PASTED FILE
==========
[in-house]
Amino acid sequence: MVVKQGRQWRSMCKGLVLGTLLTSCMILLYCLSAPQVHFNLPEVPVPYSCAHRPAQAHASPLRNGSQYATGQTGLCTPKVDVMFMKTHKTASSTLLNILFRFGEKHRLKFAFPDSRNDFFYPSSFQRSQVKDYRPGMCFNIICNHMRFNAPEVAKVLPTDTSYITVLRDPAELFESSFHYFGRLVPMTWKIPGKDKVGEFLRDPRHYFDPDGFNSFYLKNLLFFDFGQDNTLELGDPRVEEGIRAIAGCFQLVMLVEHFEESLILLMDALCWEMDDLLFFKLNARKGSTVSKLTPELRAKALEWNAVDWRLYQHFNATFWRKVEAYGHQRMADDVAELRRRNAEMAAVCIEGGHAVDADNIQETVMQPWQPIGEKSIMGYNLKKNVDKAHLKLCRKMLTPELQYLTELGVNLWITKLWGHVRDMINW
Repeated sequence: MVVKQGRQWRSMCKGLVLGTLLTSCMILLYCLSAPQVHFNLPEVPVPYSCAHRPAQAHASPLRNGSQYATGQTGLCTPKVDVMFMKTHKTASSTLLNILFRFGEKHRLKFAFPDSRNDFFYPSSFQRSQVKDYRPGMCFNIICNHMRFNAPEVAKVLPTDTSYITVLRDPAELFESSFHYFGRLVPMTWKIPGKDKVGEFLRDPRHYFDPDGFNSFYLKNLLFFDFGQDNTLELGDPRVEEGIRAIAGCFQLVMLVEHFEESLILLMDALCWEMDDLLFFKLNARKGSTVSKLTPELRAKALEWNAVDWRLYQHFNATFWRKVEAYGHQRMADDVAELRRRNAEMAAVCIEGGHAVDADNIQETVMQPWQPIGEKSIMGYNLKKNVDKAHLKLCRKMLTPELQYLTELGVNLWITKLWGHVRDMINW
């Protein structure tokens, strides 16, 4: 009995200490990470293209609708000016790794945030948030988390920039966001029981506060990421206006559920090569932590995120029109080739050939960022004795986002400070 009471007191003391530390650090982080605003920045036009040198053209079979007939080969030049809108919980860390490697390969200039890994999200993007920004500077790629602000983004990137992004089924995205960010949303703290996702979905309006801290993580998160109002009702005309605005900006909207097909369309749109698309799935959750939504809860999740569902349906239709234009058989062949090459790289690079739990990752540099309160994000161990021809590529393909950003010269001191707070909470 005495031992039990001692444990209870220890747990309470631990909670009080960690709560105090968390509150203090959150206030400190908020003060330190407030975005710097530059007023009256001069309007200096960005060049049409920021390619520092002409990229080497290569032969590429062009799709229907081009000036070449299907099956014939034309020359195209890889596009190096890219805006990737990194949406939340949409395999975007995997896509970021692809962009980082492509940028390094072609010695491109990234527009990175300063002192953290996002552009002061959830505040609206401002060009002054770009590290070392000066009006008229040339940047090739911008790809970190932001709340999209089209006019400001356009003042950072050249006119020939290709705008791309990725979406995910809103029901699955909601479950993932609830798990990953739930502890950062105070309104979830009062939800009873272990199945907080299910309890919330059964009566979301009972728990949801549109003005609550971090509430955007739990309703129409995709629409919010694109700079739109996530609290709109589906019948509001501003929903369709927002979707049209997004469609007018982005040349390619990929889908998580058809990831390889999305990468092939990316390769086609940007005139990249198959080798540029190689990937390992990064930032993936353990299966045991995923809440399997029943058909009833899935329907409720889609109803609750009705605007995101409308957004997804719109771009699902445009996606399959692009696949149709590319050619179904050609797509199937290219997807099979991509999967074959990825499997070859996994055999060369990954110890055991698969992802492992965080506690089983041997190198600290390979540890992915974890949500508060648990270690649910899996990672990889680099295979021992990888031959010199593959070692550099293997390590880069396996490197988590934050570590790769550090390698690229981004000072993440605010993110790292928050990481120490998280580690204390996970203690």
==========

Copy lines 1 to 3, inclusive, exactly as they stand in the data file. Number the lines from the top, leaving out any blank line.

[in-house]
Amino acid sequence: MVVKQGRQWRSMCKGLVLGTLLTSCMILLYCLSAPQVHFNLPEVPVPYSCAHRPAQAHASPLRNGSQYATGQTGLCTPKVDVMFMKTHKTASSTLLNILFRFGEKHRLKFAFPDSRNDFFYPSSFQRSQVKDYRPGMCFNIICNHMRFNAPEVAKVLPTDTSYITVLRDPAELFESSFHYFGRLVPMTWKIPGKDKVGEFLRDPRHYFDPDGFNSFYLKNLLFFDFGQDNTLELGDPRVEEGIRAIAGCFQLVMLVEHFEESLILLMDALCWEMDDLLFFKLNARKGSTVSKLTPELRAKALEWNAVDWRLYQHFNATFWRKVEAYGHQRMADDVAELRRRNAEMAAVCIEGGHAVDADNIQETVMQPWQPIGEKSIMGYNLKKNVDKAHLKLCRKMLTPELQYLTELGVNLWITKLWGHVRDMINW
Repeated sequence: MVVKQGRQWRSMCKGLVLGTLLTSCMILLYCLSAPQVHFNLPEVPVPYSCAHRPAQAHASPLRNGSQYATGQTGLCTPKVDVMFMKTHKTASSTLLNILFRFGEKHRLKFAFPDSRNDFFYPSSFQRSQVKDYRPGMCFNIICNHMRFNAPEVAKVLPTDTSYITVLRDPAELFESSFHYFGRLVPMTWKIPGKDKVGEFLRDPRHYFDPDGFNSFYLKNLLFFDFGQDNTLELGDPRVEEGIRAIAGCFQLVMLVEHFEESLILLMDALCWEMDDLLFFKLNARKGSTVSKLTPELRAKALEWNAVDWRLYQHFNATFWRKVEAYGHQRMADDVAELRRRNAEMAAVCIEGGHAVDADNIQETVMQPWQPIGEKSIMGYNLKKNVDKAHLKLCRKMLTPELQYLTELGVNLWITKLWGHVRDMINW